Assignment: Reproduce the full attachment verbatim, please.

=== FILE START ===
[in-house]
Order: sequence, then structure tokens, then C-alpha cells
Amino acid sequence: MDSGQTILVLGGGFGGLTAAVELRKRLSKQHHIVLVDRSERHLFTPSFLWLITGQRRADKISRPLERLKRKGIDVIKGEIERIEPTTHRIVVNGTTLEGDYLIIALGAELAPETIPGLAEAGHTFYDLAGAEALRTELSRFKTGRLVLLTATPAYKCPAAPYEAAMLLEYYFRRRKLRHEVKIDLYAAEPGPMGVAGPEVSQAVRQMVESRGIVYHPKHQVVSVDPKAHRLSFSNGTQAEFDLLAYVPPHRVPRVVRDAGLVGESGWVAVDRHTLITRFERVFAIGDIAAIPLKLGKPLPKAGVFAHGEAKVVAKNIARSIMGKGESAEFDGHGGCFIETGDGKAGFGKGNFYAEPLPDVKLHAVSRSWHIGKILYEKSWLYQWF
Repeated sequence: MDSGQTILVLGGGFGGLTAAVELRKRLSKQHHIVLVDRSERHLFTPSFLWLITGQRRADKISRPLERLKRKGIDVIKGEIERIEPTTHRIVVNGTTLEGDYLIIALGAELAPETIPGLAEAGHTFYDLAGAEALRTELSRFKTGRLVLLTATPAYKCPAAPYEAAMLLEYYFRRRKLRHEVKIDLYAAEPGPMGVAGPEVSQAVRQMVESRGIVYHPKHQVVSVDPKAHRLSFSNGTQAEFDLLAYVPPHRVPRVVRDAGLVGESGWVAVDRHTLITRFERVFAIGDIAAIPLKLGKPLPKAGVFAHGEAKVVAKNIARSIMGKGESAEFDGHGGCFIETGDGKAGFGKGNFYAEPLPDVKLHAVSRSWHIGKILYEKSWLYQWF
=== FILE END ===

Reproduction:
[in-house]
Order: sequence, then structure tokens, then C-alpha cells
Amino acid sequence: MDSGQTILVLGGGFGGLTAAVELRKRLSKQHHIVLVDRSERHLFTPSFLWLITGQRRADKISRPLERLKRKGIDVIKGEIERIEPTTHRIVVNGTTLEGDYLIIALGAELAPETIPGLAEAGHTFYDLAGAEALRTELSRFKTGRLVLLTATPAYKCPAAPYEAAMLLEYYFRRRKLRHEVKIDLYAAEPGPMGVAGPEVSQAVRQMVESRGIVYHPKHQVVSVDPKAHRLSFSNGTQAEFDLLAYVPPHRVPRVVRDAGLVGESGWVAVDRHTLITRFERVFAIGDIAAIPLKLGKPLPKAGVFAHGEAKVVAKNIARSIMGKGESAEFDGHGGCFIETGDGKAGFGKGNFYAEPLPDVKLHAVSRSWHIGKILYEKSWLYQWF
Repeated sequence: MDSGQTILVLGGGFGGLTAAVELRKRLSKQHHIVLVDRSERHLFTPSFLWLITGQRRADKISRPLERLKRKGIDVIKGEIERIEPTTHRIVVNGTTLEGDYLIIALGAELAPETIPGLAEAGHTFYDLAGAEALRTELSRFKTGRLVLLTATPAYKCPAAPYEAAMLLEYYFRRRKLRHEVKIDLYAAEPGPMGVAGPEVSQAVRQMVESRGIVYHPKHQVVSVDPKAHRLSFSNGTQAEFDLLAYVPPHRVPRVVRDAGLVGESGWVAVDRHTLITRFERVFAIGDIAAIPLKLGKPLPKAGVFAHGEAKVVAKNIARSIMGKGESAEFDGHGGCFIETGDGKAGFGKGNFYAEPLPDVKLHAVSRSWHIGKILYEKSWLYQWF